Peter Broderick

[Bella Union; 2012]

Rating: 4/5

Styles: folk, neoclassical
Others: Heather Woods Broderick, Steven Broderick, Nils Frahm, Colin Kenniff, Matthew Andre Brown

Recently, my friend and I were talking about the internet — that the website, as a canvas, is like a new Chauvet or Lascaux, only less tangible and with a predilection for whims. Prehistoric horses and deer and rhinoceroses and, perhaps, humans seemingly have no need for pretense. (Perhaps my opinions regarding prehistoric representation are too conservative.) They may or may not function as symbols (we don’t know). But, self-reflecting, we don’t suppose they’re empty, that is, vacuous images. People like Georges Bataille, John Berger, Gustaf Sobin, and even Werner Herzog have attempted to read the images’ meanings beyond simple representations. And so, today, utilizing our new cave wall, ‘painting’ our new world, on its terms and at its speed, we’re prehistoric, again. Right? It starts hear(e). “Hello, hello, hello…” Emerging like a cave dweller, hooded and warm, Peter Broderick introduces us.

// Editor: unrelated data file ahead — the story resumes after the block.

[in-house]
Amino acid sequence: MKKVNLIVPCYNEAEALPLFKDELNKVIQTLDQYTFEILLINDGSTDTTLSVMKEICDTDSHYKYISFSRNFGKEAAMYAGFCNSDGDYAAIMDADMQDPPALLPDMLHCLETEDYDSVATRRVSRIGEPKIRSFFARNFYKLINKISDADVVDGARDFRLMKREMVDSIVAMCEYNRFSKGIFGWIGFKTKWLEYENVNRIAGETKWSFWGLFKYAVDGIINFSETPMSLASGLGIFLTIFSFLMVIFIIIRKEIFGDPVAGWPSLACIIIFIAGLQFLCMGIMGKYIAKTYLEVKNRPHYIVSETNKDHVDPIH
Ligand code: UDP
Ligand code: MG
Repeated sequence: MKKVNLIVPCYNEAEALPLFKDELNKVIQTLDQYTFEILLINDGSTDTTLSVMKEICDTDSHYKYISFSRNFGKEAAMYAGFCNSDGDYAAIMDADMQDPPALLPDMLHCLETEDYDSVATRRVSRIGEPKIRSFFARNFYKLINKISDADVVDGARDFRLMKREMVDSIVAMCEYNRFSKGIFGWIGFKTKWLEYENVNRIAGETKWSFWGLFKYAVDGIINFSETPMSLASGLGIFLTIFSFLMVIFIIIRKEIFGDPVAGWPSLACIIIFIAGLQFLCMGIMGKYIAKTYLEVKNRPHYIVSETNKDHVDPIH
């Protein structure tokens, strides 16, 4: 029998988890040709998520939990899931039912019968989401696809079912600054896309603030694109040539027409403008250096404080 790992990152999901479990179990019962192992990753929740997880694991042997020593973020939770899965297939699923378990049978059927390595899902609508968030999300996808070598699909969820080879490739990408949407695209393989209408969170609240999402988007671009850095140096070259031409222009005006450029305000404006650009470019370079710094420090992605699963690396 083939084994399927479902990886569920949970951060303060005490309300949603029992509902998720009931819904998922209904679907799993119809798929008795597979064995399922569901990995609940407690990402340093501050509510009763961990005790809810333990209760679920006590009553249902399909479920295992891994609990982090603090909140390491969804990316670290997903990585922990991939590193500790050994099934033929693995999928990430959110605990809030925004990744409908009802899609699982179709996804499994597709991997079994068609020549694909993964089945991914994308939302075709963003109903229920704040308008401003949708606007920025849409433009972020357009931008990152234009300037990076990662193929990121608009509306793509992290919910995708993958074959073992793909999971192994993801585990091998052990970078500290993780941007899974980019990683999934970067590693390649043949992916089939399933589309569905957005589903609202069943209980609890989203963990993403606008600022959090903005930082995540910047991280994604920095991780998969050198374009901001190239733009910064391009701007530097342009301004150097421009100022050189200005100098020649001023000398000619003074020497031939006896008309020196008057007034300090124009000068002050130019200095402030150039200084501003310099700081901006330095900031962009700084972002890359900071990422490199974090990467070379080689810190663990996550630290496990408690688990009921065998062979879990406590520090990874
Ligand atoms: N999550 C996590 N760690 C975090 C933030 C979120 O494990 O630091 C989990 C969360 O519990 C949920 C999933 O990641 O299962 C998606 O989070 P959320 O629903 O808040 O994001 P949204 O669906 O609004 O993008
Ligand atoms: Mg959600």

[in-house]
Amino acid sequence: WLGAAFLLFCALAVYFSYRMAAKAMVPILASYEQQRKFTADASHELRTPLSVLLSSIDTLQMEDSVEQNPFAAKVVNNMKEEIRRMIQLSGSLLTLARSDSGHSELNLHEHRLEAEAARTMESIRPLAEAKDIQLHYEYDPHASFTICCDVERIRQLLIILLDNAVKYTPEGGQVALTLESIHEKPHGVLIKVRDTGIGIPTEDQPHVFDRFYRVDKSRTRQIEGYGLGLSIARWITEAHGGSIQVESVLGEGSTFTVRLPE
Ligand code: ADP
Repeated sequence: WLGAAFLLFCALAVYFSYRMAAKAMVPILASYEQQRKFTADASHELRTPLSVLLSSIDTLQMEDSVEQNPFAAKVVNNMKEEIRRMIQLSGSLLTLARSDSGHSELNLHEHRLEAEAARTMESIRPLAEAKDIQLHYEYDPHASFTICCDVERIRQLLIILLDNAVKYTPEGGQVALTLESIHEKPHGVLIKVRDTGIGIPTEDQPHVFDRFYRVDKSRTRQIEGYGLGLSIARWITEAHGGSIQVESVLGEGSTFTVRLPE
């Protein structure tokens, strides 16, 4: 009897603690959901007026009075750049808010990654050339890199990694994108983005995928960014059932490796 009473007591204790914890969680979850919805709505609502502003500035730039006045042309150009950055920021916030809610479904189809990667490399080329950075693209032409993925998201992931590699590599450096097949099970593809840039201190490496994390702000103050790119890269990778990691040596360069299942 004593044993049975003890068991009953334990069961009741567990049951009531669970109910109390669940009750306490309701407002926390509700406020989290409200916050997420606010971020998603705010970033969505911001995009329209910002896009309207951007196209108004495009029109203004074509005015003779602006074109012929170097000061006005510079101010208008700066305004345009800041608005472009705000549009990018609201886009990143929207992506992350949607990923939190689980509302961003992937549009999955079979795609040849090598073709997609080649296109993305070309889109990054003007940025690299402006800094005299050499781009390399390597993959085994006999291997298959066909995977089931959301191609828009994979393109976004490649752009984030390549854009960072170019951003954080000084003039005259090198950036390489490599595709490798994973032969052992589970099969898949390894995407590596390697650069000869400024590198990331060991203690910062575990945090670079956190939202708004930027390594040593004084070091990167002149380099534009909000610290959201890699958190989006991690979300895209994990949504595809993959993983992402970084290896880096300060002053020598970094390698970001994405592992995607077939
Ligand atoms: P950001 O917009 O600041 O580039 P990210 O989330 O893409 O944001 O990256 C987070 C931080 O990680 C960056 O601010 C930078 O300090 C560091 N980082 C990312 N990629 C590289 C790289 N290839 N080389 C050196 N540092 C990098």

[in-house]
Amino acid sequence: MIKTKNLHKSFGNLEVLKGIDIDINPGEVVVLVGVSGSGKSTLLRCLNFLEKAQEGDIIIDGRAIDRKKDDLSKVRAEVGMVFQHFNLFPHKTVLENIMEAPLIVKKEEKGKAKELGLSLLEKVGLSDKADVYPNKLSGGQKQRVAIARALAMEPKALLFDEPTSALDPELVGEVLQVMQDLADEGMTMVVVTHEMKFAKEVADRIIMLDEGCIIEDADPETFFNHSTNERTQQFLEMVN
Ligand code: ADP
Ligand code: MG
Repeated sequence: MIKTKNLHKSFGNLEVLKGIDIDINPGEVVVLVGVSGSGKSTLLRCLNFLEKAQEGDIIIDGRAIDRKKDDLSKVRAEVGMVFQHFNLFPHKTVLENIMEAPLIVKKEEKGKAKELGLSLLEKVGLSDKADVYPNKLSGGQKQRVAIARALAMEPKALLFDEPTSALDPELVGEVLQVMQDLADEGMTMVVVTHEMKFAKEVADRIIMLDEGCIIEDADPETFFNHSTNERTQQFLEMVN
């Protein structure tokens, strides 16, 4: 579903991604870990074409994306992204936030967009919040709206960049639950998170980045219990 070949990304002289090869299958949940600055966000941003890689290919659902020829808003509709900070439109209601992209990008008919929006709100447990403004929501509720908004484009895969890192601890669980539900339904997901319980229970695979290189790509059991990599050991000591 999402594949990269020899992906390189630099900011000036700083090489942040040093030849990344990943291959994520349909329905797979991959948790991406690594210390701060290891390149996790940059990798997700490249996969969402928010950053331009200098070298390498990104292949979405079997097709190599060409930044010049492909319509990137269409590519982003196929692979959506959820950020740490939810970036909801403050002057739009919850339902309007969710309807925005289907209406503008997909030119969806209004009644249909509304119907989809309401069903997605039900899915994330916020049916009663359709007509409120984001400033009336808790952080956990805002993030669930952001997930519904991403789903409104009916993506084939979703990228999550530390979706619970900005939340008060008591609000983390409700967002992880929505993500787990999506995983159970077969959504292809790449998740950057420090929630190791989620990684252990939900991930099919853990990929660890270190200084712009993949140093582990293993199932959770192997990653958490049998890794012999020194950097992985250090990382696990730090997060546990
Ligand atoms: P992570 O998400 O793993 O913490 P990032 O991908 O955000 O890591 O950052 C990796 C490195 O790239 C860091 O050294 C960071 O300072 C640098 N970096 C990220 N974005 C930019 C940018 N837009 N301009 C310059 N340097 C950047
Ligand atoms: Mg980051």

“The album that’s a website. The website that’s an album.” (I Google [v.] both phrases, and Peter’s album, or website, or is, sometimes through various redirections, the sole result.) It’s true: we’ve seen, individually, the MP3, the streaming album, the comment section, the forum, and the social network. The novelty is thin and really only shows itself, if at all, in the blending. But I’m not terribly interested in the novelty and don’t intend to dwell on it. It is sufficient to say that all of this, anything addressed www, is new — very new. Only narcissism really and the illusion of speed suggest otherwise. No, what I am interested in is what Peter says after: “it’s kind of like liner notes that are… alive.” This isn’t the first time Peter has interacted with his listeners. In the past, for example, he has asked listeners to send in questions, and he responded to them in words and in song. His own story, in part, is similar; he befriended Efterklang on Myspace, exchanged occasional emails, and was one day invited to move across the world to play with them. This isn’t about novelty at all, but communication. Communication, etymologically, is rooted in sharing and participation, in dignifying the common by giving it, them, space to live. It is a voice, a song, a kiss, a molotov cocktail, a prehistoric rhinoceros, and Au seuil de la libertè, all at once. “…hello, hello, hello…”, he continues.